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Under 17 U.S.C.S. § 512(c)(1)(A), a service provider can receive safe harbor protection only if it (i) does not have actual knowledge that the material or an activity using the material on the system or network is infringing; (ii) in the absence of such actual knowledge, is not aware of facts or circumstances from which infringing activity is apparent; or (iii) upon obtaining such knowledge or awareness, acts expeditiously to remove, or disable access to, the material.
Veoh Networks, Inc. (“Veoh”) was the operator of a publicly accessible website enabling users to share videos with other users. Although Veoh has implemented various procedures to prevent copyright infringement through its system, users of Veoh's service have in the past been able, without authorization from the Universal Music Group (UMG) to download videos containing songs for which UMG owned the copyright. UMG responded by filing suit against Veoh for direct and secondary copyright infringement. The district court granted summary judgment to Veoh after determining that it was protected by the Digital Millennium Copyright Act (DMCA) "safe harbor” limiting service providers' liability for "infringement of copyright by reason of the storage at the direction of a user of material that resided on a system or network controlled or operated by or for the service provider." UMG appealed.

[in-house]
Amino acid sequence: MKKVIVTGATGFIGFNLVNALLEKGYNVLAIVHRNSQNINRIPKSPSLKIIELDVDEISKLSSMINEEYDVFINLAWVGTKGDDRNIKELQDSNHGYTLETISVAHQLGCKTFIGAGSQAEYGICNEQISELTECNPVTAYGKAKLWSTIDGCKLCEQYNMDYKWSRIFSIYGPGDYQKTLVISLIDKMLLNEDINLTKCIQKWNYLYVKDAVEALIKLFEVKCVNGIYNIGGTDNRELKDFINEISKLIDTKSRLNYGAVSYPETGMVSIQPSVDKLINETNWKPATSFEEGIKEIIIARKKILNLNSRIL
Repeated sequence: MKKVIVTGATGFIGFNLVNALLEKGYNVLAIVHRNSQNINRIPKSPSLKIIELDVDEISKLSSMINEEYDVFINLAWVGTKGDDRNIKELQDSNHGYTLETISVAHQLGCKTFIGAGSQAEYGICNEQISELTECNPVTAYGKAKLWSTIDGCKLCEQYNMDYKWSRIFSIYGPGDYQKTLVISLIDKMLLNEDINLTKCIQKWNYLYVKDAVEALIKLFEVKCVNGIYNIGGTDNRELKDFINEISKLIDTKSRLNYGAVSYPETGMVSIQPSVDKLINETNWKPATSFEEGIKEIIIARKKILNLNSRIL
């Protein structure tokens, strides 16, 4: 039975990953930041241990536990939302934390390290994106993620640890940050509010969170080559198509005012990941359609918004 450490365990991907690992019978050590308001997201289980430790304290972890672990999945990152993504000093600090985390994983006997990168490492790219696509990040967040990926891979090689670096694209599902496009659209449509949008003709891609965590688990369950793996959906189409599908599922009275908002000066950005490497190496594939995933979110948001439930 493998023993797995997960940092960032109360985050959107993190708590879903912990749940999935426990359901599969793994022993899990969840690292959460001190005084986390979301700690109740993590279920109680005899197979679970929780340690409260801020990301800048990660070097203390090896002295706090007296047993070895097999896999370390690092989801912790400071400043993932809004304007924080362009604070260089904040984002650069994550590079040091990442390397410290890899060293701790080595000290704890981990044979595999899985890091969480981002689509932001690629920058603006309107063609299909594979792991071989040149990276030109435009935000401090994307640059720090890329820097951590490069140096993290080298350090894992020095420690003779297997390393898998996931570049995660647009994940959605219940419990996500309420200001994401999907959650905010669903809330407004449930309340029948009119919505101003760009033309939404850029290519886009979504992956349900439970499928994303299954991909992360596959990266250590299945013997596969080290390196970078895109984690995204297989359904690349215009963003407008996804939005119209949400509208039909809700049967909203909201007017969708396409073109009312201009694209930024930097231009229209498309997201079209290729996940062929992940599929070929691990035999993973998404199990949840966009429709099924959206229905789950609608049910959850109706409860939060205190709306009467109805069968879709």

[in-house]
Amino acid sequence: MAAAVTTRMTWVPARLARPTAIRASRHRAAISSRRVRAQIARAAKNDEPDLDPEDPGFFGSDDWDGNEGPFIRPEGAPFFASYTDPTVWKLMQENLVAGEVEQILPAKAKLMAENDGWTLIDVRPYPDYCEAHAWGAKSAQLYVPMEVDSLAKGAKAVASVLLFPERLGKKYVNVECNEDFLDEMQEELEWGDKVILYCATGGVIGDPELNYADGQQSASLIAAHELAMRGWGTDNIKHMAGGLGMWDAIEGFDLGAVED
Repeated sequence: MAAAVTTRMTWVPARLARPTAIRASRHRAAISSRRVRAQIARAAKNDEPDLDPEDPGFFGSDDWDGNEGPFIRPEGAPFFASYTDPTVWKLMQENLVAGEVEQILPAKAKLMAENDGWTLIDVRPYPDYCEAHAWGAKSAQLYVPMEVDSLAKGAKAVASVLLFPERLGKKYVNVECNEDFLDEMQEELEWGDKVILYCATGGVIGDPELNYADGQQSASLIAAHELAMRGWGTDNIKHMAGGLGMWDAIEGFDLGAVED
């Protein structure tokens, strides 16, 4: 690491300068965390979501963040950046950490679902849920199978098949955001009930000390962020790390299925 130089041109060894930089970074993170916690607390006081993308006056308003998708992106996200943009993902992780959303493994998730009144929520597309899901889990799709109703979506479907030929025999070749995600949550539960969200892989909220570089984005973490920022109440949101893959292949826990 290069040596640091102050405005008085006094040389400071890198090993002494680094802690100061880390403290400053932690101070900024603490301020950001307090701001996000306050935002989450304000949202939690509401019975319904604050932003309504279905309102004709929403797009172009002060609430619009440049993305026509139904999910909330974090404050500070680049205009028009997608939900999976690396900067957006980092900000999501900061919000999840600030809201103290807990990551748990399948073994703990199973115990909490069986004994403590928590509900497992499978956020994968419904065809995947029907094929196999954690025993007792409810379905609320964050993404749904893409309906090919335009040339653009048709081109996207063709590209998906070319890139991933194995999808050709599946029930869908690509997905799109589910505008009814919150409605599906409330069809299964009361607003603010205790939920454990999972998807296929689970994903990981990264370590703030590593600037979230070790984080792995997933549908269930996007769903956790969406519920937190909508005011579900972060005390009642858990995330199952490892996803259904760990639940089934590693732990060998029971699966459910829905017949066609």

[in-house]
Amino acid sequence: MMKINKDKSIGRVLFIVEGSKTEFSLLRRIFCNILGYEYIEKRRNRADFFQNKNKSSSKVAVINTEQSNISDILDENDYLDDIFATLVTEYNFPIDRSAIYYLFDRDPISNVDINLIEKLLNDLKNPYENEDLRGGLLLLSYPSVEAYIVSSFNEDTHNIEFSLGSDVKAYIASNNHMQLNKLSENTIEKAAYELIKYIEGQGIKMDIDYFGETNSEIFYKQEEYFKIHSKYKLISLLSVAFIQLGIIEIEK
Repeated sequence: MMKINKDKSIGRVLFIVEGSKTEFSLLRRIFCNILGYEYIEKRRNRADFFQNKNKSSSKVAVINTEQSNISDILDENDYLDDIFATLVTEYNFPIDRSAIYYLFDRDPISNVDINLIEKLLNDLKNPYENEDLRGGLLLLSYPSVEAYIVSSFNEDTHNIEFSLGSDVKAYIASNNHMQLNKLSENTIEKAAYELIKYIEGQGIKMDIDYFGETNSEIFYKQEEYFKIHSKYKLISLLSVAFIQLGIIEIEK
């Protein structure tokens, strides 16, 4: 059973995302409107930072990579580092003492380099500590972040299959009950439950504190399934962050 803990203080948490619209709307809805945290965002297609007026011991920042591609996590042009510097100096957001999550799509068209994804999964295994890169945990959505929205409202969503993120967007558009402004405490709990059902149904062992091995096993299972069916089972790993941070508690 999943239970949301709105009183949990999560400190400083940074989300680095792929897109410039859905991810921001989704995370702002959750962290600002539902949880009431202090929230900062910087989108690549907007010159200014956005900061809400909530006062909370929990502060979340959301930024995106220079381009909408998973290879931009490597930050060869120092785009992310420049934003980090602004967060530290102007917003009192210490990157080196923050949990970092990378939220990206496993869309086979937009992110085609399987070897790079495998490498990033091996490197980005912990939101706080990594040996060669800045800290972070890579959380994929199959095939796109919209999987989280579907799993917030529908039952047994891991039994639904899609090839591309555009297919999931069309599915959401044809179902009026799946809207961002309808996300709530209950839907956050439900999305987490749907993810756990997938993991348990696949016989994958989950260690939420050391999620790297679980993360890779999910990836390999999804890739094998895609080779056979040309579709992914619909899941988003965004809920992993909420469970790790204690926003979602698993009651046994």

Was Veoh protected by the Digital Millennium Copyright Act safe harbor under 17 U.S.C.S. § 512(c), thereby justifying the grant of summary judgment in its favor?
The court affirmed the district court’s decision, holding that Veoh was protected by the Digital Millennium Copyright Act safe harbor under 17 U.S.C.S. § 512(c), which limited the provider's liability for infringement of copyright. The functions automatically performed by the provider's software when a user uploaded a video fell within the meaning of "by reason of the storage at the direction of a user" under § 512(c)(1). Moreover, the court held that UMG did not create a genuine issue of material fact as to whether Veoh had either actual or red flag knowledge, and Veoh did not have the necessary right and ability to control infringing activity and thus remained eligible for safe harbor protection.